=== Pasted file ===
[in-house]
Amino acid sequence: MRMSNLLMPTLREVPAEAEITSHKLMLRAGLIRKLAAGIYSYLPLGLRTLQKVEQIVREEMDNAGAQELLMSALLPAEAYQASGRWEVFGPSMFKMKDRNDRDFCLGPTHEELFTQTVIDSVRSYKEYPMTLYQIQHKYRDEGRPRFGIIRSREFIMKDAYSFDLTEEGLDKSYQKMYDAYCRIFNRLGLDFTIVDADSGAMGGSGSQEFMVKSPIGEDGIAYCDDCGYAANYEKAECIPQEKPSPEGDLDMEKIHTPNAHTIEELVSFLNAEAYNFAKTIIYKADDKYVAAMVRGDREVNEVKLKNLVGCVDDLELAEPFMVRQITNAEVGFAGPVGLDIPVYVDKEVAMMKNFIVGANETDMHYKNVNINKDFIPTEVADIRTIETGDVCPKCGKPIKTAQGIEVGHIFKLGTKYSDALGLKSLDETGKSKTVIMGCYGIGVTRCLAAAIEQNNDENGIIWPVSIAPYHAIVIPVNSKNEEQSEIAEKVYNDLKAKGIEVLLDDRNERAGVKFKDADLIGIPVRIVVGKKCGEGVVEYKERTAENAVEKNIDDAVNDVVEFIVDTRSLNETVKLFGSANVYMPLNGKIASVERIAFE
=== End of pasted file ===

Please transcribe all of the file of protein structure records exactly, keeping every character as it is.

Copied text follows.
[in-house]
Amino acid sequence: MRMSNLLMPTLREVPAEAEITSHKLMLRAGLIRKLAAGIYSYLPLGLRTLQKVEQIVREEMDNAGAQELLMSALLPAEAYQASGRWEVFGPSMFKMKDRNDRDFCLGPTHEELFTQTVIDSVRSYKEYPMTLYQIQHKYRDEGRPRFGIIRSREFIMKDAYSFDLTEEGLDKSYQKMYDAYCRIFNRLGLDFTIVDADSGAMGGSGSQEFMVKSPIGEDGIAYCDDCGYAANYEKAECIPQEKPSPEGDLDMEKIHTPNAHTIEELVSFLNAEAYNFAKTIIYKADDKYVAAMVRGDREVNEVKLKNLVGCVDDLELAEPFMVRQITNAEVGFAGPVGLDIPVYVDKEVAMMKNFIVGANETDMHYKNVNINKDFIPTEVADIRTIETGDVCPKCGKPIKTAQGIEVGHIFKLGTKYSDALGLKSLDETGKSKTVIMGCYGIGVTRCLAAAIEQNNDENGIIWPVSIAPYHAIVIPVNSKNEEQSEIAEKVYNDLKAKGIEVLLDDRNERAGVKFKDADLIGIPVRIVVGKKCGEGVVEYKERTAENAVEKNIDDAVNDVVEFIVDTRSLNETVKLFGSANVYMPLNGKIASVERIAFE